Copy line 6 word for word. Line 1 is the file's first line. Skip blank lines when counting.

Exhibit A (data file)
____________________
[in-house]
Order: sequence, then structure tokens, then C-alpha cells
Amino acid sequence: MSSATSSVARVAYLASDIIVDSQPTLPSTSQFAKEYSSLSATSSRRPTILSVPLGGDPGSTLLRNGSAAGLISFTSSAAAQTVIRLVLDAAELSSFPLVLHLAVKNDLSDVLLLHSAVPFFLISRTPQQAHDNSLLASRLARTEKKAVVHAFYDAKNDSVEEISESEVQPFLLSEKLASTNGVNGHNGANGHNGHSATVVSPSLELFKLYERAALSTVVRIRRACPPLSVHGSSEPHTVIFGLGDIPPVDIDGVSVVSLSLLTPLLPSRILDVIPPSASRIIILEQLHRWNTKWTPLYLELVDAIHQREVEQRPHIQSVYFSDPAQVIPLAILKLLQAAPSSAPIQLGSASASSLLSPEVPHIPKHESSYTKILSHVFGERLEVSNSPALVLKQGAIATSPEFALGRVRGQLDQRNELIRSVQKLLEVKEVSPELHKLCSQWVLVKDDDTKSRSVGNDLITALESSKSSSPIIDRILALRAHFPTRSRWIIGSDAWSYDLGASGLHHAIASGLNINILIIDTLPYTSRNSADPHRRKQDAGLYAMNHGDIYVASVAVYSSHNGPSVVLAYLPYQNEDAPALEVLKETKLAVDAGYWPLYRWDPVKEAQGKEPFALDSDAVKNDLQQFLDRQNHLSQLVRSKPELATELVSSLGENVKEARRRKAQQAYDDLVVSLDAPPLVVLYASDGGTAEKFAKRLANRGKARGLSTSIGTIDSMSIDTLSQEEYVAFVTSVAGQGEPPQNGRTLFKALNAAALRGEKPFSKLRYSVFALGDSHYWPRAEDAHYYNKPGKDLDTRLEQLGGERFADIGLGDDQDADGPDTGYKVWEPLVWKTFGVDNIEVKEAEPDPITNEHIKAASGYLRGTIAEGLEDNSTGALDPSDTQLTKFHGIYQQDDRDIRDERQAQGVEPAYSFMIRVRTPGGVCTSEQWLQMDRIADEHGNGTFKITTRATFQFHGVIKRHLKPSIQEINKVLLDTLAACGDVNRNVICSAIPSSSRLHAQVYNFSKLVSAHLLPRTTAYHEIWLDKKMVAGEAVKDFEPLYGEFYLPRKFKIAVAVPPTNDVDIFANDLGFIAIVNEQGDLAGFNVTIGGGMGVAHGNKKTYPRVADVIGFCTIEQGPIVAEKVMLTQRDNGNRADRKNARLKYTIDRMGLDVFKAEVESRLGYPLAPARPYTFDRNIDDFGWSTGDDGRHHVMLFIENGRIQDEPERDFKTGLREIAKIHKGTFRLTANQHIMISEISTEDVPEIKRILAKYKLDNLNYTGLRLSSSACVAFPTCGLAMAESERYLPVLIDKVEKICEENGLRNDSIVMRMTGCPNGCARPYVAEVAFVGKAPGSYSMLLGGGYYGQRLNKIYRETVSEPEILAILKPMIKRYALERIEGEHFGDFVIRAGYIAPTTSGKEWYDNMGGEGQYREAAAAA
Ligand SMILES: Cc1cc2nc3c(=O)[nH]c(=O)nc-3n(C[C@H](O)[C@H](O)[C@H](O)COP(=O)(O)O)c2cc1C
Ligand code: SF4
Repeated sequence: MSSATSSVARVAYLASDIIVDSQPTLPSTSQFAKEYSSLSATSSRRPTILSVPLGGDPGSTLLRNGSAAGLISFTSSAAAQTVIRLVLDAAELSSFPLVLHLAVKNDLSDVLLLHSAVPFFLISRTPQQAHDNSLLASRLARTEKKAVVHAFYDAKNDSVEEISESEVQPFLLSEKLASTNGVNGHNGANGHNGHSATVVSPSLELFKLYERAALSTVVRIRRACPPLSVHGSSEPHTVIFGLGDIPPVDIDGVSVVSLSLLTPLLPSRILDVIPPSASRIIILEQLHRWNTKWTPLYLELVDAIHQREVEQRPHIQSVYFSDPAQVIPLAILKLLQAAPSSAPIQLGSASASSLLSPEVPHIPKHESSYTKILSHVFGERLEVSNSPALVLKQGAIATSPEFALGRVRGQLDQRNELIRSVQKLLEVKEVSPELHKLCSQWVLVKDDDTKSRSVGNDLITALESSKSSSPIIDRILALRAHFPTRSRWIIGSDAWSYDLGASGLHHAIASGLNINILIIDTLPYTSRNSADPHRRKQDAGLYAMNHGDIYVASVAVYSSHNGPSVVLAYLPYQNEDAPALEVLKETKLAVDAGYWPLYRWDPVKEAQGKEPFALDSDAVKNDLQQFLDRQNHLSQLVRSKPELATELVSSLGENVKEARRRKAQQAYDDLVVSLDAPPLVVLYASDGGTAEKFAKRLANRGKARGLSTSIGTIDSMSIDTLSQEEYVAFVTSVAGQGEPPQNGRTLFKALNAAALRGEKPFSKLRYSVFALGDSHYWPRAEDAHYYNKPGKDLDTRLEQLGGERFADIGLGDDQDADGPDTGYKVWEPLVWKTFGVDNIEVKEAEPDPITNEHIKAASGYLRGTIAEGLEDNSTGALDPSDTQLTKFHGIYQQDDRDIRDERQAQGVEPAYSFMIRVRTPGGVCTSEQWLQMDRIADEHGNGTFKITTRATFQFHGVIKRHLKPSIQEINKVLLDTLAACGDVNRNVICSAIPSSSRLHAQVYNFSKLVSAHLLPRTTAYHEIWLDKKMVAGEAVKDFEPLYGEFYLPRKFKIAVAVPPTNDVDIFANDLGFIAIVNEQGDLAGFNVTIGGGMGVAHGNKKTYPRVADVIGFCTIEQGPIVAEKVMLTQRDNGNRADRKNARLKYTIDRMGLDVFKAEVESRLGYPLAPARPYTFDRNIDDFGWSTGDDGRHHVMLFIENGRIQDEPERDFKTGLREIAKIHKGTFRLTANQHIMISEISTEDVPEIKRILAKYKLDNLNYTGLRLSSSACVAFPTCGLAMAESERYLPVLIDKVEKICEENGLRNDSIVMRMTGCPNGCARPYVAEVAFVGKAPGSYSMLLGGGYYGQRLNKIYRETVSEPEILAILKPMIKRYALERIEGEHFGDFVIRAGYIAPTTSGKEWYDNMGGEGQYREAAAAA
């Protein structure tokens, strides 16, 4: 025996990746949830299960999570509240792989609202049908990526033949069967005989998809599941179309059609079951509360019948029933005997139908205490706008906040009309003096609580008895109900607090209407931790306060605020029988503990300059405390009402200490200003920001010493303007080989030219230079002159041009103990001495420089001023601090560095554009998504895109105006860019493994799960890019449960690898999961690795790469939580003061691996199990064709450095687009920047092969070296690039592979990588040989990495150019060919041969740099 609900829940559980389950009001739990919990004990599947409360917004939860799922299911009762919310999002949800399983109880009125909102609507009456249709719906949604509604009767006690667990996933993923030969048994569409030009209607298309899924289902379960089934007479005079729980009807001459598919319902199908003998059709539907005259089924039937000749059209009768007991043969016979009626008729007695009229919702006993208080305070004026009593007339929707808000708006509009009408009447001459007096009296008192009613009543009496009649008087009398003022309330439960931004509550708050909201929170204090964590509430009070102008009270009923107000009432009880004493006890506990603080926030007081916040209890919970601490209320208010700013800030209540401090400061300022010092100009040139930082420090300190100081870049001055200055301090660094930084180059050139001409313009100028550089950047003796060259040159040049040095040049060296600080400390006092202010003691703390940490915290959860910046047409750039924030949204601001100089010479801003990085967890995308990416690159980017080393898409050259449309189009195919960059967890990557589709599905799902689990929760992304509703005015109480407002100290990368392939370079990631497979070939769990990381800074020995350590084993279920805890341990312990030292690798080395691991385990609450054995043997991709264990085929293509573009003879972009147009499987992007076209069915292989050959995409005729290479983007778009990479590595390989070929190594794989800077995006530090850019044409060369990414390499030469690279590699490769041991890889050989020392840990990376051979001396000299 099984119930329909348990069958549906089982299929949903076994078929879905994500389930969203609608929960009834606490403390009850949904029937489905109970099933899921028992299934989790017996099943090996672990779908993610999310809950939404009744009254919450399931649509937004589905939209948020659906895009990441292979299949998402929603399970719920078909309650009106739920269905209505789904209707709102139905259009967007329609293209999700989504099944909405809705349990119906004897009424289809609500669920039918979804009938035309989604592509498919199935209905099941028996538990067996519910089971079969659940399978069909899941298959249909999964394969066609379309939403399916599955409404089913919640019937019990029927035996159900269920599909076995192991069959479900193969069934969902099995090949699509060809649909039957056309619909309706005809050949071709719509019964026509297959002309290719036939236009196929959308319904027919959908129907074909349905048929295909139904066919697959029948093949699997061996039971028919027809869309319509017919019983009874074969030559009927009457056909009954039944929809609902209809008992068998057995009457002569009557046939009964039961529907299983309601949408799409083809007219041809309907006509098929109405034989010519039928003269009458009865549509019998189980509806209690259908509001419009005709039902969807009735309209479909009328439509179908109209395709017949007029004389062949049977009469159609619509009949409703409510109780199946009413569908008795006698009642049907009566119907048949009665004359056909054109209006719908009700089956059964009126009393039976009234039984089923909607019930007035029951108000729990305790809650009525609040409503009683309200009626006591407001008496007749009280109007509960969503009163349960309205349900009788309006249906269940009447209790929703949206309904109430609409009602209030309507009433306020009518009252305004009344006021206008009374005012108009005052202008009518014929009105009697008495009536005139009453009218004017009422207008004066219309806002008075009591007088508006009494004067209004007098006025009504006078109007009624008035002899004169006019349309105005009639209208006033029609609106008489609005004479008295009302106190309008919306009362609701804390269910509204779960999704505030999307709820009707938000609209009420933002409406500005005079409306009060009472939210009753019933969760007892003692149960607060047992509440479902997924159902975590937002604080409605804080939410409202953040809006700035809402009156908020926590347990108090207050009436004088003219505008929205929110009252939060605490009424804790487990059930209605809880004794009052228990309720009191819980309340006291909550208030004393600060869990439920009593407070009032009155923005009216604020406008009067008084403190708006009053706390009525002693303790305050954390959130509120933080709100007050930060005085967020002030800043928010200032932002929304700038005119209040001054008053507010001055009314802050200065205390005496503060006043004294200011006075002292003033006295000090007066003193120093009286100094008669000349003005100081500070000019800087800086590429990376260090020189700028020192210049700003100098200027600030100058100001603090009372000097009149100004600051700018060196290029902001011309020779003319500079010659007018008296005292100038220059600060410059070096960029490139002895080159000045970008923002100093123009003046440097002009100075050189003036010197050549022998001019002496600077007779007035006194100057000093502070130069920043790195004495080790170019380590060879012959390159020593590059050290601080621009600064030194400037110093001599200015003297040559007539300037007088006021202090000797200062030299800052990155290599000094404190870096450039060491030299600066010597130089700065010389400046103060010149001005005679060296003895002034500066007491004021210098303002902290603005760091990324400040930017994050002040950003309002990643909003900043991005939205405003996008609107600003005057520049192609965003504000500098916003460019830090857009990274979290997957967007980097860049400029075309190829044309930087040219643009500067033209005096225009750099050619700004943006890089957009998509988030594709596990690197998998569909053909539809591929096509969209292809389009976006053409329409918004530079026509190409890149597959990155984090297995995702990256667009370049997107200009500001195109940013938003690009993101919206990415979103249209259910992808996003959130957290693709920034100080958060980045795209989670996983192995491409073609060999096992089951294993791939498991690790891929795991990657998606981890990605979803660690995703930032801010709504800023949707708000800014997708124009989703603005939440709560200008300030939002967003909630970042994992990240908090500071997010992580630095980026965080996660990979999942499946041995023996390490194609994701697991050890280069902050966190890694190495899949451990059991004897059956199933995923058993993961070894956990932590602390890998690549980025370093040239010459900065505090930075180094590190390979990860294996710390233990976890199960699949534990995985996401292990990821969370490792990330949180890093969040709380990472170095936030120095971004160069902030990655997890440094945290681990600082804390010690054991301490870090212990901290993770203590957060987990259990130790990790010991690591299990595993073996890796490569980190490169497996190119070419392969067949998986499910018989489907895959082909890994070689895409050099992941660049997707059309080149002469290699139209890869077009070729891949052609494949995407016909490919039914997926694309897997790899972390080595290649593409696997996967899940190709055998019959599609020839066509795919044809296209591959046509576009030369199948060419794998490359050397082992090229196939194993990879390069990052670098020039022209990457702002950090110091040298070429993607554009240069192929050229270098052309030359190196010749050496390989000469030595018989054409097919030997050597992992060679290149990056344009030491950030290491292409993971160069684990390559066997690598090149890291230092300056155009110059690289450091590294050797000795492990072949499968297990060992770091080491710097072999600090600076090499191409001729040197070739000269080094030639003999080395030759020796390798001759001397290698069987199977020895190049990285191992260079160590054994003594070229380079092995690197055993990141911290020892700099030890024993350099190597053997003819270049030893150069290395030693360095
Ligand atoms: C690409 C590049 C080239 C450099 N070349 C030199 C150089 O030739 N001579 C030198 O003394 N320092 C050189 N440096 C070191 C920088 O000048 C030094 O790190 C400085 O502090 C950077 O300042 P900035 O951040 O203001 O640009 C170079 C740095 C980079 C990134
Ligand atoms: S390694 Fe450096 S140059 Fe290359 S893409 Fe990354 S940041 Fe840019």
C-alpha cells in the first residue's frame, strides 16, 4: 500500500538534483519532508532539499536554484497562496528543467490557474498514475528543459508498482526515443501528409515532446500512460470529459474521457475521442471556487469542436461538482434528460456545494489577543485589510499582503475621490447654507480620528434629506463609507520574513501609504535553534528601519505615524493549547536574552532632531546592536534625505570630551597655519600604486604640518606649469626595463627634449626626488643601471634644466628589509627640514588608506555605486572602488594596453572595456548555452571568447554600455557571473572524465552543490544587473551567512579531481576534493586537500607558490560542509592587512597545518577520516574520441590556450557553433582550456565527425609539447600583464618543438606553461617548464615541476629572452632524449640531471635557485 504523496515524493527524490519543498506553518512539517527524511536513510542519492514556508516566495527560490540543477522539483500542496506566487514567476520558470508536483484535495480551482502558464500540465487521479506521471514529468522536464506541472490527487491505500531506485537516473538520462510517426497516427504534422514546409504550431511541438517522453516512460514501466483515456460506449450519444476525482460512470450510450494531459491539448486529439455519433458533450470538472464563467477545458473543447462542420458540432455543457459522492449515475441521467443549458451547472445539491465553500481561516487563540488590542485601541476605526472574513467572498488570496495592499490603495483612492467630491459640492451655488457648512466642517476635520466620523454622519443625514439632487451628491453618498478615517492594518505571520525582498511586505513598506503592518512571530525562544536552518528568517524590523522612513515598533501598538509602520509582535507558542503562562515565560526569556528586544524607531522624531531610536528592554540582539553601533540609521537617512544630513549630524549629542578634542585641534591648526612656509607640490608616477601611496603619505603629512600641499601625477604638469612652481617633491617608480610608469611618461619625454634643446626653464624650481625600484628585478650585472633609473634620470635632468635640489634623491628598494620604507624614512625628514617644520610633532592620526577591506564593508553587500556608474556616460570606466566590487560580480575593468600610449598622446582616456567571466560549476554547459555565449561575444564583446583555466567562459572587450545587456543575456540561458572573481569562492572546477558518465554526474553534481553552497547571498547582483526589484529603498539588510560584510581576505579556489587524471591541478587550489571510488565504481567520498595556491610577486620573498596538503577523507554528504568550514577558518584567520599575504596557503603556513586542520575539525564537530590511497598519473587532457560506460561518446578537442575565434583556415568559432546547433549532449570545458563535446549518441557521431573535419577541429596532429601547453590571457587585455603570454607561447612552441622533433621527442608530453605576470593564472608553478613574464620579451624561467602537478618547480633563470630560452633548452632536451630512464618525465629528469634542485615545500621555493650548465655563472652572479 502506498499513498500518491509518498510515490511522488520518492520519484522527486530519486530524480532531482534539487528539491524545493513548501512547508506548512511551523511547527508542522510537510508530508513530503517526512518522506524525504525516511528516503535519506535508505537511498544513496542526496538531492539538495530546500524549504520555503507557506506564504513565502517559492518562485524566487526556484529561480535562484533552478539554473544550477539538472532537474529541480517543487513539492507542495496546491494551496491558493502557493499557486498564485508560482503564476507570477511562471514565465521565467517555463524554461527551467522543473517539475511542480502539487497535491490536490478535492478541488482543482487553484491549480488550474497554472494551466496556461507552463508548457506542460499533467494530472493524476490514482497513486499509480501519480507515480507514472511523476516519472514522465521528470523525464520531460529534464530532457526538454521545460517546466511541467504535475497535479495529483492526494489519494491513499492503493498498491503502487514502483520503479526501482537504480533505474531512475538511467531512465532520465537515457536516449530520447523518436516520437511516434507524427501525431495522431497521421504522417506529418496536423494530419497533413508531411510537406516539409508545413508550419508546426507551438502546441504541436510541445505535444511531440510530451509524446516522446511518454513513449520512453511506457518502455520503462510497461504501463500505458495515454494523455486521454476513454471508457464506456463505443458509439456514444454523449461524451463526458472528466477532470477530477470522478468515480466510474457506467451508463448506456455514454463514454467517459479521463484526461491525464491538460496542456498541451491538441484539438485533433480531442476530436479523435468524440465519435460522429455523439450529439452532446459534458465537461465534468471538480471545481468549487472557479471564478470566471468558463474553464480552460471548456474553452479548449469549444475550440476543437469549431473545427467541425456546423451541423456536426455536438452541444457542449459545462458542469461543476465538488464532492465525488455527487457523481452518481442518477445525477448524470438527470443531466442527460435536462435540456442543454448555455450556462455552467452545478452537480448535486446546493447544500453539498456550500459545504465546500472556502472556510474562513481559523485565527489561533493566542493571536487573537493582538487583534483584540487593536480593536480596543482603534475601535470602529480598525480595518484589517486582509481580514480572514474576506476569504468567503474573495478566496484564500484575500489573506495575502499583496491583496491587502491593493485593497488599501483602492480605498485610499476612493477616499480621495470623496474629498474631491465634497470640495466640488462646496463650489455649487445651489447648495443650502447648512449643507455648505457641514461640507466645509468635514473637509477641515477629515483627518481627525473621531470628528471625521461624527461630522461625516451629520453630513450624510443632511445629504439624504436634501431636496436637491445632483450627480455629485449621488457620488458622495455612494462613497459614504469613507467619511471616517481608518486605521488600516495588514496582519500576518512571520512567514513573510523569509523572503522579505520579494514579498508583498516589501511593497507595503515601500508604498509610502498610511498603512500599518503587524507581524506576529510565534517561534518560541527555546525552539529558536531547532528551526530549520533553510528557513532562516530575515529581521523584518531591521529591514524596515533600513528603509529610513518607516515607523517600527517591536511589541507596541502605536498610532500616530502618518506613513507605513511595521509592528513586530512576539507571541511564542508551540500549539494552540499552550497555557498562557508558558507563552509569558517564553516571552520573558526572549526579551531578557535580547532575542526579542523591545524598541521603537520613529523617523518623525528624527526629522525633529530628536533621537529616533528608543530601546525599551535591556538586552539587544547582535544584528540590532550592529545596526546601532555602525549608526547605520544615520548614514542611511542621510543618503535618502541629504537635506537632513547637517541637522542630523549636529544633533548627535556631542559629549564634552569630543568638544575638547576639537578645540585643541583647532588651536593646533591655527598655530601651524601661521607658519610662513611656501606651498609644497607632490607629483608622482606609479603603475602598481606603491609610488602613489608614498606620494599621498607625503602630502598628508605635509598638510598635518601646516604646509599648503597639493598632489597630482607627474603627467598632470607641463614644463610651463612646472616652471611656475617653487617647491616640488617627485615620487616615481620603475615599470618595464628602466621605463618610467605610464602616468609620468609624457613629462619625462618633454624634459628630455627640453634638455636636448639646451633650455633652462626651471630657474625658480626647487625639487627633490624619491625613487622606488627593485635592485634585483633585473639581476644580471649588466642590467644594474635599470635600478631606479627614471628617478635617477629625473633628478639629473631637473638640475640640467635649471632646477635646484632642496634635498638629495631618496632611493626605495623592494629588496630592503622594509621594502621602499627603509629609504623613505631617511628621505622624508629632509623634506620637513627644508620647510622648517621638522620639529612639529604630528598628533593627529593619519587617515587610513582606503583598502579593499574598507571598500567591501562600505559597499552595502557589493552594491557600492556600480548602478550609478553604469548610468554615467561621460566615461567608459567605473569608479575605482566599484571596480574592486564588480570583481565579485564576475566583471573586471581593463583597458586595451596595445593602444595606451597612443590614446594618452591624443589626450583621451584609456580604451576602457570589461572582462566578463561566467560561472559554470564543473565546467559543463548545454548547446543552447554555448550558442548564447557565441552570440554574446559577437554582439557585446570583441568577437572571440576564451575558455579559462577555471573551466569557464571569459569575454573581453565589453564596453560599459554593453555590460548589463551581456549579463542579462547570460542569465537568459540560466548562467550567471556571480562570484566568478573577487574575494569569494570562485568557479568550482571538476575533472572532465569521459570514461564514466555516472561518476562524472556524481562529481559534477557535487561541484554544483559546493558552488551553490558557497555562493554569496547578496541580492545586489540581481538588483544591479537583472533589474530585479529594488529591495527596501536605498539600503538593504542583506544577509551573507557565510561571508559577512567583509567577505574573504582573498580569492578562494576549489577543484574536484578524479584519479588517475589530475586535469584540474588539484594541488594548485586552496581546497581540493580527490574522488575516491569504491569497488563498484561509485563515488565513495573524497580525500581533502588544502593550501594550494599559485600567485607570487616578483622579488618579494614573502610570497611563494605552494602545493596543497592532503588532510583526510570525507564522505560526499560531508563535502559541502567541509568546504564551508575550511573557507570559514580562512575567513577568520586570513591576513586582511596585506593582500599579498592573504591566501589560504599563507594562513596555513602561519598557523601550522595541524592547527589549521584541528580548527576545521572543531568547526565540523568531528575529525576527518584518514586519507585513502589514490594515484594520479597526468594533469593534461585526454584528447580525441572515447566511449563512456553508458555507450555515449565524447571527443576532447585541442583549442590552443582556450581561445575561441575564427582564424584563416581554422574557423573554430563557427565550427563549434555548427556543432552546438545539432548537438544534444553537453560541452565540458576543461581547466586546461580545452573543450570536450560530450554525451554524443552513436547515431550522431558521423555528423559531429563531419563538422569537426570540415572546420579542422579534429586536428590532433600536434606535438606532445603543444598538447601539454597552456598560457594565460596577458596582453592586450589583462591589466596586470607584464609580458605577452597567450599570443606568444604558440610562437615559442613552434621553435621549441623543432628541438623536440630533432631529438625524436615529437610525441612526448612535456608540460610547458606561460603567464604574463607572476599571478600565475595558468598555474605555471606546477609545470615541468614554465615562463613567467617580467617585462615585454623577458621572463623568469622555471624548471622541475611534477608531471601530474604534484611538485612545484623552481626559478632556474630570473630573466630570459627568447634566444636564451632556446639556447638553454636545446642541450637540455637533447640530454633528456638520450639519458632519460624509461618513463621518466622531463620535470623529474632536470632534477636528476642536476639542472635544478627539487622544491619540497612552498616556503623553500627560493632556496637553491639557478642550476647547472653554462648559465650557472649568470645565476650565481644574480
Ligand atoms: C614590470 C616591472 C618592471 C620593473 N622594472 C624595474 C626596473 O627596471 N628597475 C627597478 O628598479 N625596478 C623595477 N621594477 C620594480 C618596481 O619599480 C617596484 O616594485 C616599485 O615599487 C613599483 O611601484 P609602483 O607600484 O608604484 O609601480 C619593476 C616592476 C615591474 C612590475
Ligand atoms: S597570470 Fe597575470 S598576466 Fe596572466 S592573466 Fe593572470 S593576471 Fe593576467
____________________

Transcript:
Repeated sequence: MSSATSSVARVAYLASDIIVDSQPTLPSTSQFAKEYSSLSATSSRRPTILSVPLGGDPGSTLLRNGSAAGLISFTSSAAAQTVIRLVLDAAELSSFPLVLHLAVKNDLSDVLLLHSAVPFFLISRTPQQAHDNSLLASRLARTEKKAVVHAFYDAKNDSVEEISESEVQPFLLSEKLASTNGVNGHNGANGHNGHSATVVSPSLELFKLYERAALSTVVRIRRACPPLSVHGSSEPHTVIFGLGDIPPVDIDGVSVVSLSLLTPLLPSRILDVIPPSASRIIILEQLHRWNTKWTPLYLELVDAIHQREVEQRPHIQSVYFSDPAQVIPLAILKLLQAAPSSAPIQLGSASASSLLSPEVPHIPKHESSYTKILSHVFGERLEVSNSPALVLKQGAIATSPEFALGRVRGQLDQRNELIRSVQKLLEVKEVSPELHKLCSQWVLVKDDDTKSRSVGNDLITALESSKSSSPIIDRILALRAHFPTRSRWIIGSDAWSYDLGASGLHHAIASGLNINILIIDTLPYTSRNSADPHRRKQDAGLYAMNHGDIYVASVAVYSSHNGPSVVLAYLPYQNEDAPALEVLKETKLAVDAGYWPLYRWDPVKEAQGKEPFALDSDAVKNDLQQFLDRQNHLSQLVRSKPELATELVSSLGENVKEARRRKAQQAYDDLVVSLDAPPLVVLYASDGGTAEKFAKRLANRGKARGLSTSIGTIDSMSIDTLSQEEYVAFVTSVAGQGEPPQNGRTLFKALNAAALRGEKPFSKLRYSVFALGDSHYWPRAEDAHYYNKPGKDLDTRLEQLGGERFADIGLGDDQDADGPDTGYKVWEPLVWKTFGVDNIEVKEAEPDPITNEHIKAASGYLRGTIAEGLEDNSTGALDPSDTQLTKFHGIYQQDDRDIRDERQAQGVEPAYSFMIRVRTPGGVCTSEQWLQMDRIADEHGNGTFKITTRATFQFHGVIKRHLKPSIQEINKVLLDTLAACGDVNRNVICSAIPSSSRLHAQVYNFSKLVSAHLLPRTTAYHEIWLDKKMVAGEAVKDFEPLYGEFYLPRKFKIAVAVPPTNDVDIFANDLGFIAIVNEQGDLAGFNVTIGGGMGVAHGNKKTYPRVADVIGFCTIEQGPIVAEKVMLTQRDNGNRADRKNARLKYTIDRMGLDVFKAEVESRLGYPLAPARPYTFDRNIDDFGWSTGDDGRHHVMLFIENGRIQDEPERDFKTGLREIAKIHKGTFRLTANQHIMISEISTEDVPEIKRILAKYKLDNLNYTGLRLSSSACVAFPTCGLAMAESERYLPVLIDKVEKICEENGLRNDSIVMRMTGCPNGCARPYVAEVAFVGKAPGSYSMLLGGGYYGQRLNKIYRETVSEPEILAILKPMIKRYALERIEGEHFGDFVIRAGYIAPTTSGKEWYDNMGGEGQYREAAAAA